Hillary Clinton has been the target of gratuitously negative coverage from the national political press for as long as she’s been in public life. During her Bill Clinton’s presidency, rumors of her impending criminal indictment were a regular feature of “Whitewater” coverage almost until that media-created pseudo-scandal fizzled out altogether. Two decades later, the […]
Republicans have long known that repetition and other basic marketing tactics were effective in politics. But cartoonist Scott Adams argues Trump took this a step further with something he calls “the linguistic kill shot,” which is a fancy way to explain why he called Hillary Clinton “Crooked Hillary” and mocked Jeb Bush as “low energy.”
These “kill shots” had to be visual concepts that hadn’t been heard in politics before. It’s also known as “name calling,” which is why Democrats discounted and avoided such pettiness. But it’s also effective because “every time you looked at the candidate being described you would look for confirmation bias.”
What exactly do Trump voters think they’re getting out of the Russian connection? Most simply don’t care. They’ve basically chosen party over country. They dislike Americans who vote Democratic far more than Putin, a distant figure. And most are too busy gloating and rationalizing Trump’s boasts to worry about the Kremlin’s arm lock on the White House.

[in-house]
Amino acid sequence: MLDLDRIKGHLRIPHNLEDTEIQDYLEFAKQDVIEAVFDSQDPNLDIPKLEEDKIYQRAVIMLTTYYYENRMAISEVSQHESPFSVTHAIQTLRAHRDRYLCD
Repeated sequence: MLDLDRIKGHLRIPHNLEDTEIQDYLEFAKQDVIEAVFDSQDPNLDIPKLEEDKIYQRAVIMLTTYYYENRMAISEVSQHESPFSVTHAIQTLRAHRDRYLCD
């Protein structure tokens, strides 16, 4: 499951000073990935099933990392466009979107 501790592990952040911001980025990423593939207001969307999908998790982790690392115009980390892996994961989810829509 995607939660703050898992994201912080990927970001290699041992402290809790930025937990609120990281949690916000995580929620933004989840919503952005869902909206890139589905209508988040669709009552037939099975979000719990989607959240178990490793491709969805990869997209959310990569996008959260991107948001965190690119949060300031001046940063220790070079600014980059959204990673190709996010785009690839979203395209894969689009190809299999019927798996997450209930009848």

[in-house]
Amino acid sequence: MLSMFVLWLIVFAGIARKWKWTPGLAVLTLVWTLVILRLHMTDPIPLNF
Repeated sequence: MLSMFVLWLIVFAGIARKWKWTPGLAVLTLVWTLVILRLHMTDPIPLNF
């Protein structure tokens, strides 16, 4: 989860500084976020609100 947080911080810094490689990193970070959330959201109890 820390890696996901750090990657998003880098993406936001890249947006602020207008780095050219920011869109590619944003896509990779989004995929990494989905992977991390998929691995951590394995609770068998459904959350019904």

A Reuters/Ipsos national Election Day poll offered some clues to the outcome. It found Clinton underperformed expectations with women, winning their vote by only about 7 percent, similar to Obama when he won re-election in 2012.
“Donald Trump is a gift to all tin-pot dictators on the African continent. He is giving currency and legitimacy to rigging because if it can exist in America, it can exist anywhere,” said an opposition leader in Zimbabwe.
“These thefts and disclosures are intended to interfere with the U.S. election process,” the joint agency statement said. “However, we are not now in a position to attribute this activity to the Russian Government.”
The primary Super PAC supporting Trump, Great America PAC, reported raising $1.4 million in May – accounting for most of the $2.5 million the group has raised this year. The PAC had $500,971 cash remaining at the beginning of June.